Oral health is an important and often overlooked component of an older person’s general health and well-being. Todd A. Franklin knows that for many of our older patients, oral health can become an issue when the conditions of aging make it difficult to brush or floss their teeth as effectively as they once did.
Below are 4 common oral health challenges that our older patients encounter:
It’s not just children who get tooth decay—oral decay is a common disease in people 65 and older. Research from the National Institute of Dental and Craniofacial Research shows that 92% of seniors 65 and older have had cavities in their permanent teeth. The risk for tooth decay increases because many older adults don’t go to the dentist as often as they used to. As a result, cavities go undetected and untreated for longer than they should.
Gum disease, missing teeth, infection, cavities, or poorly fitting dentures – all can cause difficulty eating and can force seniors to adjust the quality, consistency, and balance of their diet.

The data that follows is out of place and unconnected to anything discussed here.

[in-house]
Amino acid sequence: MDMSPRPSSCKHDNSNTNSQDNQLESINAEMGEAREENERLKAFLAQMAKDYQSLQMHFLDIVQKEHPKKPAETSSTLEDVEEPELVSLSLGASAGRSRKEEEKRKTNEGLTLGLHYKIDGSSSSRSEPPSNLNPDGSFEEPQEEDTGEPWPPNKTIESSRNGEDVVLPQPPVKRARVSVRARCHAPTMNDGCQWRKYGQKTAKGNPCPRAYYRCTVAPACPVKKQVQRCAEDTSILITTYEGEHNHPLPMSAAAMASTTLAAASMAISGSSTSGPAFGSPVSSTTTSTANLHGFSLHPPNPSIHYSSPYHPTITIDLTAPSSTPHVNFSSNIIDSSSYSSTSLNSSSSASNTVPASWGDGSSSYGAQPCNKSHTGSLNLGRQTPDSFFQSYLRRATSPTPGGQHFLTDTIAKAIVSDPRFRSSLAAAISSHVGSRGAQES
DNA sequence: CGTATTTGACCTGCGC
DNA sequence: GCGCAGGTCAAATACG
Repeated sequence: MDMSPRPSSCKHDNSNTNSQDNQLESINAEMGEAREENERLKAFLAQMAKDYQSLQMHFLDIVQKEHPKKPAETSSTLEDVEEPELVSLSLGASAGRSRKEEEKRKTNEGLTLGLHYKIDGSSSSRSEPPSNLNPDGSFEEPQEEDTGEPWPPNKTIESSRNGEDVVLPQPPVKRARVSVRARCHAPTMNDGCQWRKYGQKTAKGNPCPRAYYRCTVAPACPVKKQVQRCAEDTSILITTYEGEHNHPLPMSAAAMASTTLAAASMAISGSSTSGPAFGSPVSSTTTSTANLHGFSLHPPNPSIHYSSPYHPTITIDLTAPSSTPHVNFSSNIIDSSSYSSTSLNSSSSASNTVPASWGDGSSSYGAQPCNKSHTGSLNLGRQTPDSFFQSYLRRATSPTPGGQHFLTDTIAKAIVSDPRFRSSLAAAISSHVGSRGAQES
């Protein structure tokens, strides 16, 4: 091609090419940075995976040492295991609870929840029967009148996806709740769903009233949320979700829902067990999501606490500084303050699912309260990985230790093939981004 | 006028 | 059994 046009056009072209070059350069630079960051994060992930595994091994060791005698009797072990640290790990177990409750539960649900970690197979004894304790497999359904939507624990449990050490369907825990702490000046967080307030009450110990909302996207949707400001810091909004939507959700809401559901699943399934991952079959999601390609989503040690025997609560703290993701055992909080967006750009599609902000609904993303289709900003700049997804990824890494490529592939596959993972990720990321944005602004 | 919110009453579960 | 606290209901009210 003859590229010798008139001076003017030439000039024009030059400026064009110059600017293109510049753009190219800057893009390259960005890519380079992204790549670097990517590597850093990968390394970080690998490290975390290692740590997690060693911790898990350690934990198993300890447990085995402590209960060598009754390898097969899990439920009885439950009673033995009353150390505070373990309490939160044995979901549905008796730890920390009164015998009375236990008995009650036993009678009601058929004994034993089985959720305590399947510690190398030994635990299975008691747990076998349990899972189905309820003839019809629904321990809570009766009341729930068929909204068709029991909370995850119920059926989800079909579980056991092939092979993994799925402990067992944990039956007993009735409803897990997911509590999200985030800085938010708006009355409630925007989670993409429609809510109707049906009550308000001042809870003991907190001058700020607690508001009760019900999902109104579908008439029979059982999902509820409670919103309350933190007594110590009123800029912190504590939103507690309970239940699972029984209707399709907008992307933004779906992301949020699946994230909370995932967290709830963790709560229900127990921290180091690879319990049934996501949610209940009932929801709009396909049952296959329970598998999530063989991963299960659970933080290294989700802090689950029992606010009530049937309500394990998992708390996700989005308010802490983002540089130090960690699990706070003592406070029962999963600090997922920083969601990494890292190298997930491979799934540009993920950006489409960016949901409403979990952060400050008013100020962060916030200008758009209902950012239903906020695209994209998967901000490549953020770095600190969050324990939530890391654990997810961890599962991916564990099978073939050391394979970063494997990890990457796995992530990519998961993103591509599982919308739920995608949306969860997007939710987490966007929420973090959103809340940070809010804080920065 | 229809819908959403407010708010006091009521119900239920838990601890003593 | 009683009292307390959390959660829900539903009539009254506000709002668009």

The Oral Cancer Foundation estimate that 20% of elderly people suffer from xerostomia (dry mouth), which means the reduced flow of saliva (saliva plays a crucial role in preventing tooth decay). Common medications that may cause dry mouth are blood pressure medications, decongestants, antihistamines, muscle relaxants, pain pills, incontinence medications, and antidepressants.
Periodontitis (gum disease) is an infection of the gums and surrounding tissues that hold teeth in place. While gum disease affects people of all ages, it typically becomes worse as people age. In its early stages, gum disease is painless, and most people have no idea that they have it. In more advanced cases, however, gum disease can cause sore gums and pain when chewing.
Scheduling regular appointments at Todd A. Franklin, DDS is the key to addressing the above issues – our dental care professionals can provide a combination of education, proactive care, and management to help reduce or eliminate these conditions.